Running Shoes Help
March 13, 2012 5:57 PM   Subscribe

What's the difference between crosstraining shoes and running shoes? Can I run in Nike Free TR Fit shoes, which are apparently crosstrainers, or should I get running shoes?

I recently started Couch to 5K; I just finished the second week (yay!). I had to go out and buy new shoes before starting, because I didn't own any running shoes. After doing a little research, I decided to get Nike Free shoes. I wanted something very lightweight and barefoot-style, but not the full on Vibram Five Fingers. It's a very high priority that I start running with good form, and I think having good shoes / light shoes will help me with that, so I don't heel strike.

I ended up accidentally buying Nike Free TR Fit shoes, which are "training shoes" according to the Nike website. They are super, super lightweight - the website I linked to says 7oz. I'm not really sure how they differ from running shoes.

So, my question is, given that I am prioritizing having good shoes in order to have good running form, does it matter at all that I'm running in crosstrainers rather than running shoes?

Note that as I'm near the beginning of C25K still, my runs are short - about 20 minutes three times a week. I run exclusively on pavement.
posted by insectosaurus to Sports, Hobbies, & Recreation (9 answers total) 5 users marked this as a favorite
 
I think the only real difference between those shoes and running shoes is that those ones have an "internal structural support system that's engineered to provide the ultimate support for multidirectional movement" whereas a running shoe is engineered to provide maximum support a forward running movement. I doubt that you'd really notice much of a difference at all, but it's possible you might feel better about the idea of having a dedicated pair of runners. That's the kind of thing that would bug me, even knowing that it didn't make an appreciable difference, so I'd probably swap them out for the runners if it wasn't too much hassle.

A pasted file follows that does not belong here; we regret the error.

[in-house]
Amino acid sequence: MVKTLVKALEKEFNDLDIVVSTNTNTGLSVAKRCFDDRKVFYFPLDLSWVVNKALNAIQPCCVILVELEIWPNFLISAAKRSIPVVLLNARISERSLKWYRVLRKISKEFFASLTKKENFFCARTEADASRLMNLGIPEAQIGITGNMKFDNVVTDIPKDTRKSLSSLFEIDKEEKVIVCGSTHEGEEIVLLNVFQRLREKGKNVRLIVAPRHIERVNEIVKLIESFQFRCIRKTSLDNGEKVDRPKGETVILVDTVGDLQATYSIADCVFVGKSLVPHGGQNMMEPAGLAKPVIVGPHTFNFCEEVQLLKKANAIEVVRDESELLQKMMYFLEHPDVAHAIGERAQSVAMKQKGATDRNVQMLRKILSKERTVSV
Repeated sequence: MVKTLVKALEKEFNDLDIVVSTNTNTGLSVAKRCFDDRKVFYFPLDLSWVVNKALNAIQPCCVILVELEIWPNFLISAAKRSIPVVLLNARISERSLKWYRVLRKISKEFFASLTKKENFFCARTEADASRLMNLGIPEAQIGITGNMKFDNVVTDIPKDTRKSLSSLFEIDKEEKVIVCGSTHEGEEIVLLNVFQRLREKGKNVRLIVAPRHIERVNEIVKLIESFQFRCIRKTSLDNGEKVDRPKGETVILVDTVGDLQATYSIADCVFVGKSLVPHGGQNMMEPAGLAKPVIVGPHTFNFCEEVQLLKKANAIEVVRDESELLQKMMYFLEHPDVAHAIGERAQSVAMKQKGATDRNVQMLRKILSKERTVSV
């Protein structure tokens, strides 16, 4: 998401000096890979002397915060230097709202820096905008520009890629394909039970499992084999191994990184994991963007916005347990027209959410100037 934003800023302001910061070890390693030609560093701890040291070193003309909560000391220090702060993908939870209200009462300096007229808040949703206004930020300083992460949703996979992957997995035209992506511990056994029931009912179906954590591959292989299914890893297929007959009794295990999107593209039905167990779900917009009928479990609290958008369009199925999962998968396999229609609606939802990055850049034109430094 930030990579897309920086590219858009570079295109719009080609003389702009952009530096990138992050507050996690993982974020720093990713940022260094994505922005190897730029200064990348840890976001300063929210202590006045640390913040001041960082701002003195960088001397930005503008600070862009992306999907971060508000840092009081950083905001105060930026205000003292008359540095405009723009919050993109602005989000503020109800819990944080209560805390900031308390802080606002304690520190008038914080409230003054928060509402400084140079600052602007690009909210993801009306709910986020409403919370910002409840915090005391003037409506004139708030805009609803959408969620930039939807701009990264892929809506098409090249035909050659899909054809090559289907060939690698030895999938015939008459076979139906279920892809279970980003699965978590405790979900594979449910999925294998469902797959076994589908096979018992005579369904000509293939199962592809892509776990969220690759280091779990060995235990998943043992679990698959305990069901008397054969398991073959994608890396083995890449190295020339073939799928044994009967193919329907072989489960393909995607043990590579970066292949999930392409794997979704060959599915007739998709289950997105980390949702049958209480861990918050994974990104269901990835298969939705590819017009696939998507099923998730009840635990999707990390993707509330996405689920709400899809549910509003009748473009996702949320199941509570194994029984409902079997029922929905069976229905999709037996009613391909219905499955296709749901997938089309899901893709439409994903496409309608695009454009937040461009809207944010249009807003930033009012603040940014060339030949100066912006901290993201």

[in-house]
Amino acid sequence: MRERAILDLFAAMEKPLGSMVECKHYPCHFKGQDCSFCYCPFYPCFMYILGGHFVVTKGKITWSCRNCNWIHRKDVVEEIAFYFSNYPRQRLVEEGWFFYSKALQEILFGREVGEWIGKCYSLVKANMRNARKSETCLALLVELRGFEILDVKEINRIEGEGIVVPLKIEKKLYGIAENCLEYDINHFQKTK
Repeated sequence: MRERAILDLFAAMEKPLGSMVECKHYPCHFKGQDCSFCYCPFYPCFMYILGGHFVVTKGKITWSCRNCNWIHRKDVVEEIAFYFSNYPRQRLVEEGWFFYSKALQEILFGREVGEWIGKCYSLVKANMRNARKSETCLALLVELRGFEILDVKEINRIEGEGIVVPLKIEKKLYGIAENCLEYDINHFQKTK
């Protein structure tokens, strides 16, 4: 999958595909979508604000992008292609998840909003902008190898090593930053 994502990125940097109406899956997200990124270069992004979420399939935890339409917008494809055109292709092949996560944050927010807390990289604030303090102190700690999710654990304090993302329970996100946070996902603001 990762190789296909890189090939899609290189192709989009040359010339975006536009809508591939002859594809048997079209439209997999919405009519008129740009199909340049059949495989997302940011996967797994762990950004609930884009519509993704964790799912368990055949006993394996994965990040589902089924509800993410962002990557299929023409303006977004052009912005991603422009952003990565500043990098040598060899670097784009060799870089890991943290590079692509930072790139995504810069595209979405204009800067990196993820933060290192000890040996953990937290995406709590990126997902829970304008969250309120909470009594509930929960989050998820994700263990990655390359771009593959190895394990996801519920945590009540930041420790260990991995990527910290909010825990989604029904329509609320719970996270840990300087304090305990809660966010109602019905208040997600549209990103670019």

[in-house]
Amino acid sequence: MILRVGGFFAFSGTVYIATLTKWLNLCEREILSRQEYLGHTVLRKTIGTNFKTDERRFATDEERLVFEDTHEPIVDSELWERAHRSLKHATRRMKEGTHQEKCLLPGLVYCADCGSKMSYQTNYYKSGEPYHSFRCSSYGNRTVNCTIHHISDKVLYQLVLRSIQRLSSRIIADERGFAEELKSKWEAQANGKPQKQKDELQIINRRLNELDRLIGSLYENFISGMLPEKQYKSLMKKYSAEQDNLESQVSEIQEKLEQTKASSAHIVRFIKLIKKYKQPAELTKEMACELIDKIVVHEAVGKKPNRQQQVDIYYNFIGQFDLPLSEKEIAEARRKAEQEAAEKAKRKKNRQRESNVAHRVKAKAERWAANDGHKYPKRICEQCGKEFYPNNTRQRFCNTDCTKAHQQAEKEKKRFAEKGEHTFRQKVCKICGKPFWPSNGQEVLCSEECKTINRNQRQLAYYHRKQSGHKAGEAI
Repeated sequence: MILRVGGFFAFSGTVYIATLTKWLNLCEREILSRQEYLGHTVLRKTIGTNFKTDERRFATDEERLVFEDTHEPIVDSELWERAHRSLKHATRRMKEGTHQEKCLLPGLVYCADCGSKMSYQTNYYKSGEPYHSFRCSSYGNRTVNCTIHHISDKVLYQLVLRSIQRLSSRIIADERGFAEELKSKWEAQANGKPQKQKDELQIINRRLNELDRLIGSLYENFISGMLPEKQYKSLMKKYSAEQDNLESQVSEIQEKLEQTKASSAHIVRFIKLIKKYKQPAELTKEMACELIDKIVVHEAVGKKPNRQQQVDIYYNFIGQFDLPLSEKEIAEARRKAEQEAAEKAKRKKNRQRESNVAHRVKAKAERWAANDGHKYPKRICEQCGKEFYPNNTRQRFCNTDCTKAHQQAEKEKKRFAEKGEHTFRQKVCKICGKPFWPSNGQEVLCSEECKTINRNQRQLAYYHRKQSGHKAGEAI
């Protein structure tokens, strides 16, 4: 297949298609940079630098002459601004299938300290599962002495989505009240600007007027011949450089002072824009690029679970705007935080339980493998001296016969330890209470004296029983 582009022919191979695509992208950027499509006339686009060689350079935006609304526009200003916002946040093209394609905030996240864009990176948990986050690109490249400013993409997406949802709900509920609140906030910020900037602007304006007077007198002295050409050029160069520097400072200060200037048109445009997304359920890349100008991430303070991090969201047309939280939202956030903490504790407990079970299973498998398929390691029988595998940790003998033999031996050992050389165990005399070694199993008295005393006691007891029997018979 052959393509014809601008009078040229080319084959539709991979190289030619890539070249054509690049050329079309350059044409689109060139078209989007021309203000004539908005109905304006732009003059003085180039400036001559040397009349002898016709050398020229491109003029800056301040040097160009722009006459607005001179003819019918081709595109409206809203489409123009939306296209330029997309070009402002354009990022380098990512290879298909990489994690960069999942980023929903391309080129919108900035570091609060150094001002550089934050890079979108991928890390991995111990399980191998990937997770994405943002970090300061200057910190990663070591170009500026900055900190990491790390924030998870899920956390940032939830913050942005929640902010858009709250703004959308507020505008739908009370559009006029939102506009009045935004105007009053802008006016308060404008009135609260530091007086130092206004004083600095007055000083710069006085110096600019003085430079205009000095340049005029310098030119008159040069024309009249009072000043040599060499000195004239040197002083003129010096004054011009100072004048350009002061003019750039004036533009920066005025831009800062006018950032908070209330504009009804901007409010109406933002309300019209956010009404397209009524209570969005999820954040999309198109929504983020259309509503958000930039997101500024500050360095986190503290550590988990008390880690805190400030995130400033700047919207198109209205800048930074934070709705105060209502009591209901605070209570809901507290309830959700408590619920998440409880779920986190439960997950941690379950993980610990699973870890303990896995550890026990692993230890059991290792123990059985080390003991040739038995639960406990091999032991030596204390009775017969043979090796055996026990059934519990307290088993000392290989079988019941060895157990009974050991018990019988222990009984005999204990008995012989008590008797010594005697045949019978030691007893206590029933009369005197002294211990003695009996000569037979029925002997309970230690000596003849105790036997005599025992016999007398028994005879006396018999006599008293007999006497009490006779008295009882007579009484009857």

posted by Balonious Assault at 6:28 PM on March 13, 2012


crosstrainers have more padding in the forefoot and more side-to-side stability. runners have more forefoot flexibility and their padding is concentrated in the heel.

You can run in cross trainers, and they're a good purchase if you do more than run. If, on the other hand, you're only going to use them to run, and you run long distances, then you're better off with runners.

Also: i think you are potentially mistaken in beleiving that super lightweight shoes are the way to go. Those shoes are ideal for people running long distances (marathons) with perfect form (no pronating or supinating.) Because 70% of the population pronates, and about 10% supinates, you only have a 20% chance of not needing a shoe with any stability or structure; and the fact that you are just starting Couch to 5K, you are definitely not doing long distances, and therefore there is no reason for you sacrifice cushioning for less weight.